While efforts to produce a standard tank mounted bulldozer were in process, field modifications under local command were already in use. By 1943 the hydraulic dozer blade from a Caterpillar D8 had been fitted to an M4 Sherman as well as other combinations of tank and blade.

The standardized version of the bulldozer attachment for the M4 Sherman was finalized with two variants, the M1 for vertical suspension tanks (VVSS) and the M1A1 for the wider horizontal suspension (HVSS). The M1A1 blade is 14 inches wider than the M1 and the M1A1 has a 3-section telescopic jack while the M1 has a single section telescopic jack.

Manuals produced for the Bulldozer, Tank Mounting include:

  • TB ENG 9 Bulldozer, Tank Mounting For M4A1, M4A2, M4A3 Tanks (1 March 1944)
  • TB ENG 41 Bulldozer, Tank Mounting, For M4A2 and M4A3 Tanks, 1944 Series (20 September 1944)
  • TM 9-719 Tank Mounting Bulldozer M1 and M1A1 (August 1948)

Use of the M4 Sherman Bulldozer Tank in World War II

Italy was the first combat use of the Sherman Bulldozer tanks. There the German Army was careful to destroy the bridges, culverts, and mountainside shelf roads that the Allies needed in their advance up the Italian peninsula. German units then used light-caliber weapons to stop the men and bulldozers sent forward to restore the roads. The Sherman tank-dozers solved this problem making immediate positive changes in the situation. At the Anzio beachhead, tank-dozers were used to extinguish fires in the large ammunition dumps that were targeted by German artillery. Once the tank-dozers were available, even large fires could be quickly contained by scooping dirt and pushing it over the burning containers.

The lessons learned in Italy made the Sherman-dozer an item of high demand for the European Theater (ETO) from the invasion of Normandy to V-E Day. General Eisenhower expressed a personal interest in increasing the supply of these versatile machines, but manufacturing never caught up with orders from the field. For D-Day, a total of 393 tank dozers were requisitioned prior to 9 May 1944 for US forces, and another 100 for the British and 24 for the French. Only 24 were received in April 1944 and another 81 in May, far fewer than the requests. Nonetheless, the tank dozers were essential in clearing beach obstacles and allowing units to move off the beaches on D-Day and immediately after. Following D-Day in the early stages of the Battle of Normandy before the Culin Cutter was developed (also called Rhino or Hedgerow Buster), the dozer Sherman was the best method of breaking through the Bocage hedgerows. Working with artillery and infantry, the tank dozers were highly effective in disrupting German defenses and making territorial gains. As the Allied armies moved out of France and closer to Germany, the tank dozers prepared tank and gun emplacements, cleared roadblocks, removed wrecked vehicles, snow and debris, filled craters, cleared mines, and built approaches for river crossings. While there were some mechanical and operational problems with the Sherman tank dozer, the value far outweighed the deficiencies with great benefit to the users.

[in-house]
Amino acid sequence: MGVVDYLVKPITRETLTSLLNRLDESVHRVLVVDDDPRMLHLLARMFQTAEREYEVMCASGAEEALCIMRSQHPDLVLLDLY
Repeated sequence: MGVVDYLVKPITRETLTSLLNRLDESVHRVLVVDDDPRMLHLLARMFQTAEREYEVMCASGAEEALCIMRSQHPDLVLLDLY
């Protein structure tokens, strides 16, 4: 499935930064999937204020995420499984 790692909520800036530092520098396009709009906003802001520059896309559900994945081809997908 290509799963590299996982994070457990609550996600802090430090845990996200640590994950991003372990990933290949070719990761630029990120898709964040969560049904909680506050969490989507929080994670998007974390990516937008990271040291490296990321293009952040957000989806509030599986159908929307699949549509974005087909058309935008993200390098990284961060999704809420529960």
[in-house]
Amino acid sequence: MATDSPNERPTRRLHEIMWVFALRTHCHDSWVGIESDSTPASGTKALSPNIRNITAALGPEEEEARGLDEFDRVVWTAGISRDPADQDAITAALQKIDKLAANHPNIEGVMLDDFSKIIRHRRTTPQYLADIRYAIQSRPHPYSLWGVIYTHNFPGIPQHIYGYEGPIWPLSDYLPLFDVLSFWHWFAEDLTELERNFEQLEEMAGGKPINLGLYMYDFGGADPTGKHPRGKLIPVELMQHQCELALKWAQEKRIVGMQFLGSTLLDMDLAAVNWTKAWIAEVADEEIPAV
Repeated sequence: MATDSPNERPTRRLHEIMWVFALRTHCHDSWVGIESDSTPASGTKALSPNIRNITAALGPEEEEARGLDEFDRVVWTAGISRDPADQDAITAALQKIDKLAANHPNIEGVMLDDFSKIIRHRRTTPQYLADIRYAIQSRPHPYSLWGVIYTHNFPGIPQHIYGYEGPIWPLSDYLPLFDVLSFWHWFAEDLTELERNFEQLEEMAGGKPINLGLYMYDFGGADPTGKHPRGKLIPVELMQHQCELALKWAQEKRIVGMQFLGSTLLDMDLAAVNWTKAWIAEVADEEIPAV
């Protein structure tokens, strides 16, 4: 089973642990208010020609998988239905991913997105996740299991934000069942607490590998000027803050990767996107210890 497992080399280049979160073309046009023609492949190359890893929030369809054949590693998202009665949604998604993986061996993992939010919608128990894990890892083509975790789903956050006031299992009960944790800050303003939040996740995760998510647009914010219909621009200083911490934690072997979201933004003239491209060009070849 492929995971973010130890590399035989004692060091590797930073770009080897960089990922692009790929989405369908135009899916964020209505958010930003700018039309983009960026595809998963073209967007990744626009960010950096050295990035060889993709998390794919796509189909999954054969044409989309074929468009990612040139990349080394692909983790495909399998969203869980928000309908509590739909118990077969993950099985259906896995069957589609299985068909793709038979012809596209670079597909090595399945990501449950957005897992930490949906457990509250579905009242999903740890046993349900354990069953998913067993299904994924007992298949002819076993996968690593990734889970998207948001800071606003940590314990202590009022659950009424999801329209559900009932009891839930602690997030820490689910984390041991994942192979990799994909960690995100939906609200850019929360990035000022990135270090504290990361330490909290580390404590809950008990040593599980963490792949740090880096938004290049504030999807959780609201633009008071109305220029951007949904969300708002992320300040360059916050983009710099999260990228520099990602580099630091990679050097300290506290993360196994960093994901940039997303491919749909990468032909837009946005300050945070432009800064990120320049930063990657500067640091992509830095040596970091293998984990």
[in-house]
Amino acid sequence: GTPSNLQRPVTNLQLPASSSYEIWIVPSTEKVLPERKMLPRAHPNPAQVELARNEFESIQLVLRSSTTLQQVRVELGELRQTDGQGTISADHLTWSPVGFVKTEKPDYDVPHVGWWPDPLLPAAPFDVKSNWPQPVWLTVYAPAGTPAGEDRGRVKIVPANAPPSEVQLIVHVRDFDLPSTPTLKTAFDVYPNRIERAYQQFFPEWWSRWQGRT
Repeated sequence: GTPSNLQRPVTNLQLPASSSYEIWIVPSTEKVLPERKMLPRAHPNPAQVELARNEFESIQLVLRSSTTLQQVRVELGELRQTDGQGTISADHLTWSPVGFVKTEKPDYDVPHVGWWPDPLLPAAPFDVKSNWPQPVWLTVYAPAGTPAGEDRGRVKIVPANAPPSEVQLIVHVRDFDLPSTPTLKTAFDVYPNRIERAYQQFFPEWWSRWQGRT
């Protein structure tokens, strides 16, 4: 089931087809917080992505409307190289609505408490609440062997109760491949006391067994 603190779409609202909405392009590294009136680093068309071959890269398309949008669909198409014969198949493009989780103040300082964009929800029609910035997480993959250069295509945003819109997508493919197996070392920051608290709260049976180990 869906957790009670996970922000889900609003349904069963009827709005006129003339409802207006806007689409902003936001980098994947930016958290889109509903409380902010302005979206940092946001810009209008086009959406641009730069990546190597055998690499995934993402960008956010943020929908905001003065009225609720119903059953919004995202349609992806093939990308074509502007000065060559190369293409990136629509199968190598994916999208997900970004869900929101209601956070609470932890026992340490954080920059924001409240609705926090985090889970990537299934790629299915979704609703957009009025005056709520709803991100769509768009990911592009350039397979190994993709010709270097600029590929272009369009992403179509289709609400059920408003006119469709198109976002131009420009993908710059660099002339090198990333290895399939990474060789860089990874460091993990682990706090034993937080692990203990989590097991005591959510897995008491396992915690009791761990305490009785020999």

Relatively few Sherman tank bulldozers were used in the Pacific Theater of WW II, with some dozer-equipped light tanks filling the role. Where the Shermans were used, the tasks were similar to the ETO, such as clearing beach obstacles, creating ramps for landing craft, filling craters, removing road obstacles, sealing cave defenses, and general earthmoving duties.

Find additional photos and hi-res versions of the M4 Sherman bulldozer tanks at the Olive-Drab Military Mashup.

Note: Material on this page adapted from The Tank Dozer and other sources.